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Hernando Cortez

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NEWS
March 31, 1992 | MARJORIE MILLER, TIMES STAFF WRITER
If the father of your country were best known for cutting down an Aztec emperor rather than a cherry tree, would you honor him with a monument? While American textbooks illuminate the most honorable qualities of George Washington, official Mexican lore has vilified the father of modern Mexico, Spanish conqueror Hernando Cortes. To many Mexicans, Cortes is a symbol of rape and plunder. He tore down Tenochtitlan, capital of the Aztec Empire, and imposed Spanish rule over Indian civilization.
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NEWS
March 31, 1992 | MARJORIE MILLER, TIMES STAFF WRITER
If the father of your country were best known for cutting down an Aztec emperor rather than a cherry tree, would you honor him with a monument? While American textbooks illuminate the most honorable qualities of George Washington, official Mexican lore has vilified the father of modern Mexico, Spanish conqueror Hernando Cortes. To many Mexicans, Cortes is a symbol of rape and plunder. He tore down Tenochtitlan, capital of the Aztec Empire, and imposed Spanish rule over Indian civilization.
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ENTERTAINMENT
March 30, 1996 | JENNIFER FISHER
There were no surprises on the Paul Taylor Dance Company program Thursday night at the Irvine Barclay Theatre. Those who knew the 41-year-old company at all saw familiar favorites, and newcomers were introduced to a world where dancers float lyrically one moment and paw the ground the next in "Cloven Kingdom" (1976), pop like corn in "Syzygy" (1987) and smile or sigh through the original playground version of Bach, "Esplanade" (1975).
CALIFORNIA | LOCAL
December 8, 2007 | Louis Sahagun, Times Staff Writer
In the 18th century world of religious literature, there was a special place reserved for a collection of engravings and treatises called "Ceremonies and Religious Customs of All the Peoples of the World": It was on the "Index Librorum Prohibitorum"-- the Vatican's list of prohibited books.
CALIFORNIA | LOCAL
September 24, 1987 | SCOTT HARRIS, Times Staff Writer
These days, it's tough being an 18th-Century monarch. Just ask, if you could, King Carlos III, the Spanish king who in 1781 ordered the creation of El Pueblo de La Reina de Los Angeles--or simply L.A. Carlos took a bashing Wednesday. The bashing was delivered by, of all people, the Los Angeles City Council. Never mind, for the moment, that the council had assumed it was bashing King Ferdinand of the 15th Century.
TRAVEL
December 11, 1988 | JENNIFER MERIN, Merin is a New York City free-lance writer .
Colonial Taxco, that charming old mining town high in Mexico's Sierra Madre Mountains (about 2 1/2 hours by car from Mexico City), holds to its reputation as the nation's Silver City. With more than 100 shops, visitors choose from an array of silver bracelets, baubles, rings, bangles, earrings, beads, wedding bands, goblets, baskets, boxes, handbags, tea sets, platters and decorative plaques.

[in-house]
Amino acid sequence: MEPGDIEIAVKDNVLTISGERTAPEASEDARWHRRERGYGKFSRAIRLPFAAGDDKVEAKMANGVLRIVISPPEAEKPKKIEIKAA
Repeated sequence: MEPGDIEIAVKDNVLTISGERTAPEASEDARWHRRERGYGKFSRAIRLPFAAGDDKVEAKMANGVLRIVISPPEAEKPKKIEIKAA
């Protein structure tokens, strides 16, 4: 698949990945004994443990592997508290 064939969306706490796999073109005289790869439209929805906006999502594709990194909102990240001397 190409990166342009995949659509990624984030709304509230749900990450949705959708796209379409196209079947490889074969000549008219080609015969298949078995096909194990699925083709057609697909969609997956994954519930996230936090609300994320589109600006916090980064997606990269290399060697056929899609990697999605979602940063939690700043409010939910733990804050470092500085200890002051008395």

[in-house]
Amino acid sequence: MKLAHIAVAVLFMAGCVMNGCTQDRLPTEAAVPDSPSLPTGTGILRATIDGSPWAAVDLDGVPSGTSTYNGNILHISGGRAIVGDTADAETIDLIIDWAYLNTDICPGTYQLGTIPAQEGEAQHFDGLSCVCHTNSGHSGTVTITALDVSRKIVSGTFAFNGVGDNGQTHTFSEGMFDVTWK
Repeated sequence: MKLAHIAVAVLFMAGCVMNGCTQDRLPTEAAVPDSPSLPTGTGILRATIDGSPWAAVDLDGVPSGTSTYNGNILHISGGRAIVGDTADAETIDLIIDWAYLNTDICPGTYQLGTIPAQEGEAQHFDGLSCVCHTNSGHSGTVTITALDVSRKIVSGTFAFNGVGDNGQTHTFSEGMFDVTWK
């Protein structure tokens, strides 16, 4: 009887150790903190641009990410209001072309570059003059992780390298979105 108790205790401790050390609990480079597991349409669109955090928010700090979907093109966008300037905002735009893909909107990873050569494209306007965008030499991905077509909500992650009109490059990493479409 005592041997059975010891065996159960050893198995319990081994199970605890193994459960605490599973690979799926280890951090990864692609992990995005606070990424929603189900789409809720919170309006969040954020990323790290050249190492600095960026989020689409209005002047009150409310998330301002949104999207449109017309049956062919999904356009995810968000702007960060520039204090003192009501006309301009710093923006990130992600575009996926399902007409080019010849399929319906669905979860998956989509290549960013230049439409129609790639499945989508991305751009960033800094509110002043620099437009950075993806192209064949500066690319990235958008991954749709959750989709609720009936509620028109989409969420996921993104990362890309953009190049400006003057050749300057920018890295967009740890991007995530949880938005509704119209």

FOOD
February 9, 1989
Valentine's Day is the one day when nearly everyone abandons their vows and gives into cravings for chocolate. If you or your sweetheart have an affinity for chocolate, then the scrumptious offerings here should make this Tuesday that much more special. Chocolate has enjoyed a comfortable position in the diets of Americans--for a long time popular as an addition to baked goods like cookies, cakes, candies and pies as well as for its appeal straight from the package.
NEWS
April 25, 1988 | Marylouise Oates
They gathered last Friday at Hernando's Hideaway in the Beverly Wilshire for a last lunch, a last drink. More than two years ago, the Regent Hotel Chain purchased the great hotel that anchors Rodeo Drive and the Hideaway, with its leather bar and mariachis and McCarthy salads, just isn't quite the style its new owners are seeking. Style was always a great commodity at the hotel, and no movie mogul ever promoted a star the way the late and legendary Hernando Courtright spotlighted his hostelry.
CALIFORNIA | LOCAL
September 18, 2005 | Cecilia Rasmussen, Times Staff Writer
He probably never set foot on the beach that bears his name. He may not even be buried on the island where a memorial marker has stood for nearly seven decades. But none of that matters to a group of history-loving San Pedro residents and volunteers. For 37 years, on the first Saturday after Labor Day, the group that calls itself the Cabrillo Landing Party disembarks ceremonially on San Miguel Island.
NEWS
January 8, 1987 | GORDON SMITH
The fate of Spanish explorer Francisco de Ulloa has become hazy in the centuries since he set sail northward from Mexico in 1539, and around him has grown a tale of a Spanish galleon with $11 million in Aztec gold that sank somewhere near Oceanside. Ulloa was assigned by Hernando Cortez to explore the Gulf of California and the Pacific coast to the north of it. With three ships--the Santo Tomas, the Santa Agueda and the Trinidad--he set sail from Acapulco on July 8, 1539.
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